I continued down the Lužnice valley and walked on and on, ever forward. Before Sepekov I got lost in some marshland and was nearing exhaustion, with a backpack that seemed to weight 10 kilos more for every hour. By now every imaginable part of the body was aching. I decided it couldn't get any worse anyway and carried on to Milevsko even though it was getting dark and a thunderstorm was brewing.

The last 3 km to Milevsko were unbelievably long, and just before the station the thunderstorm hit. I had bought my second umbrella from a Vietnamese in Břevnov for kč 30 and it was turned inside out within four seconds. I wrapped the wreck around the backpack and was relieved to get shelter at U Vlaků, on the railway platform. Here I had the most welcome pivo of my whole travelling career. The pub was a grotty lidová hospoda serving excellent Platan 11. I gulped down three of them on the trot and then asked for a place to sleep. The other customers were railway workers which by now were struggling with their diction, but they took a keen interest in the tourist and were generally helpful.
Just before 23:00 I finally found a place to sleep and was safe. Švejk only carried his fajfka (pipe) on his walk whilst I was carrying heaps of electronics and other necessities. On the road to Sepekov it had struck me that carrying all this on my back for a week could result in a premature end to my grand travelling project. I decided to change tack: go to Písek and settle down there, then do the rest of the anabasis as day-trips. That would rid me of three worries: the heavy backpack, keeping the electronics dry, and having to secure a place to stay every night.
I still decided on another stop before executing the plan: continue by foot to the brewpub/hotel in Zvíkovské podhradí which was only 20 km away. From there one I would head for Písek. The road went through Květov, mentioned in Švejk. It is a tiny village, I didn't even find a pub. That put pay to the intention of having a beer at every spot Švejk stopped at! I could have bought some bottle at Jednota, but beer-drinking has  to be done properly and rain was threatening. I crossed the Vltava in a downpour  and finally got to Pivovarský Dvůr, the promised land, combining a hotel and a house brewery. The beer was very good and I had plenty of time to catch up on sleep.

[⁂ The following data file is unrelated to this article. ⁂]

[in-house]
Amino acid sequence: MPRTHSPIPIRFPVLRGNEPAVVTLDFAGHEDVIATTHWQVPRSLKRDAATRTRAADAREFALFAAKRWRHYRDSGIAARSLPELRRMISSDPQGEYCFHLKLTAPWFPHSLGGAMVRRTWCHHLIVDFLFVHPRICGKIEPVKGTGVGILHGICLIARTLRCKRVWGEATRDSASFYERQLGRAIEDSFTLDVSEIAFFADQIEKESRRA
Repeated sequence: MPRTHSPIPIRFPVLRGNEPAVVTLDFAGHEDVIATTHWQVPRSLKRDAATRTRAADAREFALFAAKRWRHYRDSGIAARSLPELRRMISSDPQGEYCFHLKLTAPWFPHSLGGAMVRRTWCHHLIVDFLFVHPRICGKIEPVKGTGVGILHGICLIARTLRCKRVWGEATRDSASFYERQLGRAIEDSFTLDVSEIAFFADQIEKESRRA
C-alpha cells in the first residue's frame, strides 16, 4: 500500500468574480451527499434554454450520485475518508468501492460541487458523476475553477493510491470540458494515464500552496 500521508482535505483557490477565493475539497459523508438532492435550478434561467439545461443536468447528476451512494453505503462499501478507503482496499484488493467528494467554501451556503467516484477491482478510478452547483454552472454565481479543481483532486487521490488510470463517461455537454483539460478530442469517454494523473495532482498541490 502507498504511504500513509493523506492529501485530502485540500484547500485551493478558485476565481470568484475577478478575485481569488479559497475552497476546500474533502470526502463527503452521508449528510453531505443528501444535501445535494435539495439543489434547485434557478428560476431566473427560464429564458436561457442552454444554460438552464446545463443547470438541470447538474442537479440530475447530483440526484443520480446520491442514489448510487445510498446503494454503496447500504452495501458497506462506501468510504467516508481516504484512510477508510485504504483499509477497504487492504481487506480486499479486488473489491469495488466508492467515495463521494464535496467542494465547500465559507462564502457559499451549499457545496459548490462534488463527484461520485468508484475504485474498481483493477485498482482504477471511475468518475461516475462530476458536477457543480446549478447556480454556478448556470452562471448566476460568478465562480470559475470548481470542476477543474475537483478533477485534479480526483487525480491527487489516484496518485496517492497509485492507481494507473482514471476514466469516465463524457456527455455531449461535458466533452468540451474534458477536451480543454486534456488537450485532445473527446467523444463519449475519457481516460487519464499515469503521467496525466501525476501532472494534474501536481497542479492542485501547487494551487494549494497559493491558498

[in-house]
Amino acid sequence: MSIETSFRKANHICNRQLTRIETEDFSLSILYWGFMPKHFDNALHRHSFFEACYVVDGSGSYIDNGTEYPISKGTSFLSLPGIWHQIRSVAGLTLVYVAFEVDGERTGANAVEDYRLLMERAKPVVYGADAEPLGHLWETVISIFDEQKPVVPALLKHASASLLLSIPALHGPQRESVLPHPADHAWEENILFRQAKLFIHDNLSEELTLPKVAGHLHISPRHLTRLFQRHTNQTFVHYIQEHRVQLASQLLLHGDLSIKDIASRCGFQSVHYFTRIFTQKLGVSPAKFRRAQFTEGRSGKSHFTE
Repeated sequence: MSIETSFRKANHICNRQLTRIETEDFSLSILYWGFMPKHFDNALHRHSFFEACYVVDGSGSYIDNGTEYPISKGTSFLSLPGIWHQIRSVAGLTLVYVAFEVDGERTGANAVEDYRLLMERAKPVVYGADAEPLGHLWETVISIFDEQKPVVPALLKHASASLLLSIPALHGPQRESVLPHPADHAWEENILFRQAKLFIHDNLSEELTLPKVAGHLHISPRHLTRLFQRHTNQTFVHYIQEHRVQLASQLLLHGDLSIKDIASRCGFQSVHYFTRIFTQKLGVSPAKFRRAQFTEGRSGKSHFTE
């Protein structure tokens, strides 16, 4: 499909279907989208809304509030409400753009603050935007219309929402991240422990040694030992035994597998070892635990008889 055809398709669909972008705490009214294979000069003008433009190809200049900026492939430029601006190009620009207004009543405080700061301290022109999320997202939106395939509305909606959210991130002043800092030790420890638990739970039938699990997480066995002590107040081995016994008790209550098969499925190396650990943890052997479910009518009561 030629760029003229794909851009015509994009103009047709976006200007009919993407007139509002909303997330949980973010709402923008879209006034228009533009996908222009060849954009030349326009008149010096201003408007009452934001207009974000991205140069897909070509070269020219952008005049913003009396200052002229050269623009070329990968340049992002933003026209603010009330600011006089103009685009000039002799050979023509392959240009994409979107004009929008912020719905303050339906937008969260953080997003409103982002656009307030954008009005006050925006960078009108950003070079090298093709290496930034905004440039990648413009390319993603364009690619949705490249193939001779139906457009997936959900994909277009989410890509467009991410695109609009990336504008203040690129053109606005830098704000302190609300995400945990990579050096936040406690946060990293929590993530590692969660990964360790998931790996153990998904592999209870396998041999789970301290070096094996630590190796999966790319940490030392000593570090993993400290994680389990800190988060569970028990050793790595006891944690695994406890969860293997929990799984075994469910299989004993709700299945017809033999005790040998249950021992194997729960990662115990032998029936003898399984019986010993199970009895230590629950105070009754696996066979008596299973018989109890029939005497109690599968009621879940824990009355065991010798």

This concluded the first part of my own Budějovická anabase. I struggled with getting my feet into the bed and felt the best way of getting down the stairs in the morning was walking sideways. These things wouldn't have bothered Švejk, but I'm sure he would have understood my predicament. In the last two days I had put more than  50 km behind me.

Wednesday 26 May 2010


Early in 1915 Jaroslav Hašek was called up by the Austro-Hungarian Army. He was to report at Karlín on February 15, so he must have left for Mariánske kasárny in České Budějovice on a southbound train a day or two later.  At least for Hašek the train journey south must have been rather uneventful. However, his alter ego Švejk and his obrlajtnant Lukáš suffered a series of misfortunes. First their suitcases were stolen at the station in Prague, then Švejk made the following unfortunate comment in the presence of a bald gentleman in the compartment they shared:

“I dutifully report Senior Lieutenant, Sir, that I’ve read once in the paper that a normal human should have sixty to seventy thousand strands of hair on his head on the average and that black hair tends to be thinner, as can be observed in numerous cases.” And he continued on mercilessly: “And then a med student was once saying at the Špírek’s coffeehouse that the hair falling out is caused by a disturbance of the soul during the mother’s customary six weeks of recuperation after giving birth.” (from Zenny K. Sadlon's translation)

Unfortunately the bald gentleman was the fearsome army inspector Major General von Schwarzburg and the merciless response was:  Marsch heraus, Sie Schweinkerl! It didn't end there; Švejk was unfortunate enough to pull the emergency break just before Tábor. The train stopped, and Švejk was pulled in to pay the fine at the railway station. There he settled down in the restaurant and that while waiting for the very next train he was beset by the mishap of sitting at a table and drinking one beer after another. The result was that the missed all the trains, didn't have a heller in his pocket, had no documents, and was forced to set out on foot. This is the start of the famous Švejkova budějovická anabase which I was going  to retrace in the next week or so.